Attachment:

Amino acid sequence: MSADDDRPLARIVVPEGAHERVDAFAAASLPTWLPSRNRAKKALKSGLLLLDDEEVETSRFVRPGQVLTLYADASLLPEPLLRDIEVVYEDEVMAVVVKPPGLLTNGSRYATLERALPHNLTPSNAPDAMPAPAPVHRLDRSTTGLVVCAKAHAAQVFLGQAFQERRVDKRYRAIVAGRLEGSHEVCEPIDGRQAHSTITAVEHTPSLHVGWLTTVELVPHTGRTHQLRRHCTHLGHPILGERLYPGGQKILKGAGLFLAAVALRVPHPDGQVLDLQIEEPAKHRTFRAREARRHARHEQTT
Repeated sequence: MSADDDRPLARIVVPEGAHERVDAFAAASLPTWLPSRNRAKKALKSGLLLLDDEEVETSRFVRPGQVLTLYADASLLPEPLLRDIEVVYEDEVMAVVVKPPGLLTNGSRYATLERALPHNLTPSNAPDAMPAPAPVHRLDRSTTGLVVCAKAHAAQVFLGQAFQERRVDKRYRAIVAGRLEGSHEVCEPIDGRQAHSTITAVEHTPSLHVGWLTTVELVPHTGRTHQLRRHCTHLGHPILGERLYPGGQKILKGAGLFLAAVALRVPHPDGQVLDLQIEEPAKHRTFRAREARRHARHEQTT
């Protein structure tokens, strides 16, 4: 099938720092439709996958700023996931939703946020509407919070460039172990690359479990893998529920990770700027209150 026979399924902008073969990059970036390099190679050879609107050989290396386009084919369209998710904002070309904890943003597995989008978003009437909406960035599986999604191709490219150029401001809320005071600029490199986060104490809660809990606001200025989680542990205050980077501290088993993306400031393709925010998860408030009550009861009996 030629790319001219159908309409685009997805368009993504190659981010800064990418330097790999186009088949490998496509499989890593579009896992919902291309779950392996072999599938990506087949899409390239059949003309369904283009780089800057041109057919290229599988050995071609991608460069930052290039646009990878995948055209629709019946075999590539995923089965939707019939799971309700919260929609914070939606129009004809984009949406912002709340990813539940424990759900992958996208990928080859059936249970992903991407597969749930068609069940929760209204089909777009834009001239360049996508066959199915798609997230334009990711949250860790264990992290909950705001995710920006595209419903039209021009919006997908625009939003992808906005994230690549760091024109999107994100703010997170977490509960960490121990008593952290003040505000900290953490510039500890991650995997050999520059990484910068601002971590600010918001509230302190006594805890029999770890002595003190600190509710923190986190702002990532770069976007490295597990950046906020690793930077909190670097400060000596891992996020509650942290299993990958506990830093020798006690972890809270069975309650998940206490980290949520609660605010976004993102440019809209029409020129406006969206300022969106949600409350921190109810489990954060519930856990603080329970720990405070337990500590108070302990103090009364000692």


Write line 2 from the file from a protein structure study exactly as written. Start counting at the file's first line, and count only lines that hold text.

Repeated sequence: MSADDDRPLARIVVPEGAHERVDAFAAASLPTWLPSRNRAKKALKSGLLLLDDEEVETSRFVRPGQVLTLYADASLLPEPLLRDIEVVYEDEVMAVVVKPPGLLTNGSRYATLERALPHNLTPSNAPDAMPAPAPVHRLDRSTTGLVVCAKAHAAQVFLGQAFQERRVDKRYRAIVAGRLEGSHEVCEPIDGRQAHSTITAVEHTPSLHVGWLTTVELVPHTGRTHQLRRHCTHLGHPILGERLYPGGQKILKGAGLFLAAVALRVPHPDGQVLDLQIEEPAKHRTFRAREARRHARHEQTT